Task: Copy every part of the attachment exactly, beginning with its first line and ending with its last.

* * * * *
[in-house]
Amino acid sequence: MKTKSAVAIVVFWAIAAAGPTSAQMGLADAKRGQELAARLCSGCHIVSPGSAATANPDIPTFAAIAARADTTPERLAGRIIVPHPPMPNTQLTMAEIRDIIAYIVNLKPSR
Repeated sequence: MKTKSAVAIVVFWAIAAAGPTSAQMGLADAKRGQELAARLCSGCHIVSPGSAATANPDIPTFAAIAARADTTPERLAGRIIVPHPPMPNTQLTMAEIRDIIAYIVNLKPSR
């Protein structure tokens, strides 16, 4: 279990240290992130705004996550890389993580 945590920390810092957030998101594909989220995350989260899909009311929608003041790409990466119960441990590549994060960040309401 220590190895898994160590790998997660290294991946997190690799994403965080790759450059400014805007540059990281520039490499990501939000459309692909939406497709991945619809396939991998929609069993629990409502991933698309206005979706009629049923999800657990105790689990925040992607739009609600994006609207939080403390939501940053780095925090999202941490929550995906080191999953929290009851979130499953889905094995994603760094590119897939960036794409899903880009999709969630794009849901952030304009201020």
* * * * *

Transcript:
[in-house]
Amino acid sequence: MKTKSAVAIVVFWAIAAAGPTSAQMGLADAKRGQELAARLCSGCHIVSPGSAATANPDIPTFAAIAARADTTPERLAGRIIVPHPPMPNTQLTMAEIRDIIAYIVNLKPSR
Repeated sequence: MKTKSAVAIVVFWAIAAAGPTSAQMGLADAKRGQELAARLCSGCHIVSPGSAATANPDIPTFAAIAARADTTPERLAGRIIVPHPPMPNTQLTMAEIRDIIAYIVNLKPSR
């Protein structure tokens, strides 16, 4: 279990240290992130705004996550890389993580 945590920390810092957030998101594909989220995350989260899909009311929608003041790409990466119960441990590549994060960040309401 220590190895898994160590790998997660290294991946997190690799994403965080790759450059400014805007540059990281520039490499990501939000459309692909939406497709991945619809396939991998929609069993629990409502991933698309206005979706009629049923999800657990105790689990925040992607739009609600994006609207939080403390939501940053780095925090999202941490929550995906080191999953929290009851979130499953889905094995994603760094590119897939960036794409899903880009999709969630794009849901952030304009201020």